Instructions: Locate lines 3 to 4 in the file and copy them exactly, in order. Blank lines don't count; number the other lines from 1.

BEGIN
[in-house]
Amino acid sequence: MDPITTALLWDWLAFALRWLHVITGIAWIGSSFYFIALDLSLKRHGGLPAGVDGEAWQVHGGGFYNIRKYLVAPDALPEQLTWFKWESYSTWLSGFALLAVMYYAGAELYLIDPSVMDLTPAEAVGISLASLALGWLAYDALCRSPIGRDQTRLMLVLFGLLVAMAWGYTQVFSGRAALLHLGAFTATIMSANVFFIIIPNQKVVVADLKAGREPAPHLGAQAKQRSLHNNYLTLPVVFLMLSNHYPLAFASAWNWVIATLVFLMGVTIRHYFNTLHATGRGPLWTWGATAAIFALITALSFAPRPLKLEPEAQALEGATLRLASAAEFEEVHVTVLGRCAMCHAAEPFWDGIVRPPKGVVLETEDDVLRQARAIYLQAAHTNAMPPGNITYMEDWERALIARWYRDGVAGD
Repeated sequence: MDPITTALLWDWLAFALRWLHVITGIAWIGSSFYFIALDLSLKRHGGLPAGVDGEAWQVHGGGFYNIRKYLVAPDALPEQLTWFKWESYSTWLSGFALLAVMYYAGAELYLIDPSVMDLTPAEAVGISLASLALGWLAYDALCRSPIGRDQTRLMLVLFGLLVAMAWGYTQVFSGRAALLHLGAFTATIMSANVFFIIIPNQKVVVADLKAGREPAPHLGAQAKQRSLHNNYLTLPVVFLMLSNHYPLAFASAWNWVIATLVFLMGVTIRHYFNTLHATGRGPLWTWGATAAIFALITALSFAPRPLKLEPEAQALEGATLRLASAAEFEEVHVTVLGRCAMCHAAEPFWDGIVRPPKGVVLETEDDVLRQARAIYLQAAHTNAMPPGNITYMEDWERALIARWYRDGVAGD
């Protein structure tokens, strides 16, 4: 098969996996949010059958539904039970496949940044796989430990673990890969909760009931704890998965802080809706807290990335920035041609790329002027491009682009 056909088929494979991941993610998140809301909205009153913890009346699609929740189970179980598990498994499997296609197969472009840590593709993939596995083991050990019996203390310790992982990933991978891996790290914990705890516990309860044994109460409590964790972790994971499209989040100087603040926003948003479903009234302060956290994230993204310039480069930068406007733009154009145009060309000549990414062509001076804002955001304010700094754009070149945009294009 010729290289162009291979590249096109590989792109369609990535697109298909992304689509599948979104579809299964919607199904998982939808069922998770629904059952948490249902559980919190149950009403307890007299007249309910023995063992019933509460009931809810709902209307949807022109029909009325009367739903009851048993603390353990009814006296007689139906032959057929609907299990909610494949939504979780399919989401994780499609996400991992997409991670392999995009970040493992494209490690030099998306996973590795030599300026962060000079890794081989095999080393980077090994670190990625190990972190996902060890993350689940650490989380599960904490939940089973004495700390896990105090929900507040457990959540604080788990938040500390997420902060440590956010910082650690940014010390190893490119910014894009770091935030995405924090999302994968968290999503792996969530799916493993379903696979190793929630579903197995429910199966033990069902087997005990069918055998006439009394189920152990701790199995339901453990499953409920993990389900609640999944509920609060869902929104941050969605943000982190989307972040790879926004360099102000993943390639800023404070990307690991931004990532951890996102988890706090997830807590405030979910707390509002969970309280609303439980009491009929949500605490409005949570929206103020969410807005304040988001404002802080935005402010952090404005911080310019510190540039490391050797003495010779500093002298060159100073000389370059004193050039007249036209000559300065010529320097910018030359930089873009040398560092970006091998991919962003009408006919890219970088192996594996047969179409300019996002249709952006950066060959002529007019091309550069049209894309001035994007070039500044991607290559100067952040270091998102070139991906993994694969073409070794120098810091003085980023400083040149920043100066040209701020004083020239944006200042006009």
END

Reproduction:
Repeated sequence: MDPITTALLWDWLAFALRWLHVITGIAWIGSSFYFIALDLSLKRHGGLPAGVDGEAWQVHGGGFYNIRKYLVAPDALPEQLTWFKWESYSTWLSGFALLAVMYYAGAELYLIDPSVMDLTPAEAVGISLASLALGWLAYDALCRSPIGRDQTRLMLVLFGLLVAMAWGYTQVFSGRAALLHLGAFTATIMSANVFFIIIPNQKVVVADLKAGREPAPHLGAQAKQRSLHNNYLTLPVVFLMLSNHYPLAFASAWNWVIATLVFLMGVTIRHYFNTLHATGRGPLWTWGATAAIFALITALSFAPRPLKLEPEAQALEGATLRLASAAEFEEVHVTVLGRCAMCHAAEPFWDGIVRPPKGVVLETEDDVLRQARAIYLQAAHTNAMPPGNITYMEDWERALIARWYRDGVAGD
């Protein structure tokens, strides 16, 4: 098969996996949010059958539904039970496949940044796989430990673990890969909760009931704890998965802080809706807290990335920035041609790329002027491009682009 056909088929494979991941993610998140809301909205009153913890009346699609929740189970179980598990498994499997296609197969472009840590593709993939596995083991050990019996203390310790992982990933991978891996790290914990705890516990309860044994109460409590964790972790994971499209989040100087603040926003948003479903009234302060956290994230993204310039480069930068406007733009154009145009060309000549990414062509001076804002955001304010700094754009070149945009294009 010729290289162009291979590249096109590989792109369609990535697109298909992304689509599948979104579809299964919607199904998982939808069922998770629904059952948490249902559980919190149950009403307890007299007249309910023995063992019933509460009931809810709902209307949807022109029909009325009367739903009851048993603390353990009814006296007689139906032959057929609907299990909610494949939504979780399919989401994780499609996400991992997409991670392999995009970040493992494209490690030099998306996973590795030599300026962060000079890794081989095999080393980077090994670190990625190990972190996902060890993350689940650490989380599960904490939940089973004495700390896990105090929900507040457990959540604080788990938040500390997420902060440590956010910082650690940014010390190893490119910014894009770091935030995405924090999302994968968290999503792996969530799916493993379903696979190793929630579903197995429910199966033990069902087997005990069918055998006439009394189920152990701790199995339901453990499953409920993990389900609640999944509920609060869902929104941050969605943000982190989307972040790879926004360099102000993943390639800023404070990307690991931004990532951890996102988890706090997830807590405030979910707390509002969970309280609303439980009491009929949500605490409005949570929206103020969410807005304040988001404002802080935005402010952090404005911080310019510190540039490391050797003495010779500093002298060159100073000389370059004193050039007249036209000559300065010529320097910018030359930089873009040398560092970006091998991919962003009408006919890219970088192996594996047969179409300019996002249709952006950066060959002529007019091309550069049209894309001035994007070039500044991607290559100067952040270091998102070139991906993994694969073409070794120098810091003085980023400083040149920043100066040209701020004083020239944006200042006009």